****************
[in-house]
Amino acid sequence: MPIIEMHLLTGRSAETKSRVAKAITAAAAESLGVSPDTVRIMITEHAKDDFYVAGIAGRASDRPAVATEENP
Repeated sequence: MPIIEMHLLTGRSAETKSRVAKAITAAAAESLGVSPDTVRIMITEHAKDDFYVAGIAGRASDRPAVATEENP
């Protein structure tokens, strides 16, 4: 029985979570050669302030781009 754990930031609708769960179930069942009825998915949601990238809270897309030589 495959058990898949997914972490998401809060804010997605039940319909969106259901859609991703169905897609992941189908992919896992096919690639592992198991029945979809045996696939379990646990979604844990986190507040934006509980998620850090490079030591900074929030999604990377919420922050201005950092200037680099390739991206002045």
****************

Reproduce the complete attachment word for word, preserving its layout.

[in-house]
Amino acid sequence: MPIIEMHLLTGRSAETKSRVAKAITAAAAESLGVSPDTVRIMITEHAKDDFYVAGIAGRASDRPAVATEENP
Repeated sequence: MPIIEMHLLTGRSAETKSRVAKAITAAAAESLGVSPDTVRIMITEHAKDDFYVAGIAGRASDRPAVATEENP
């Protein structure tokens, strides 16, 4: 029985979570050669302030781009 754990930031609708769960179930069942009825998915949601990238809270897309030589 495959058990898949997914972490998401809060804010997605039940319909969106259901859609991703169905897609992941189908992919896992096919690639592992198991029945979809045996696939379990646990979604844990986190507040934006509980998620850090490079030591900074929030999604990377919420922050201005950092200037680099390739991206002045």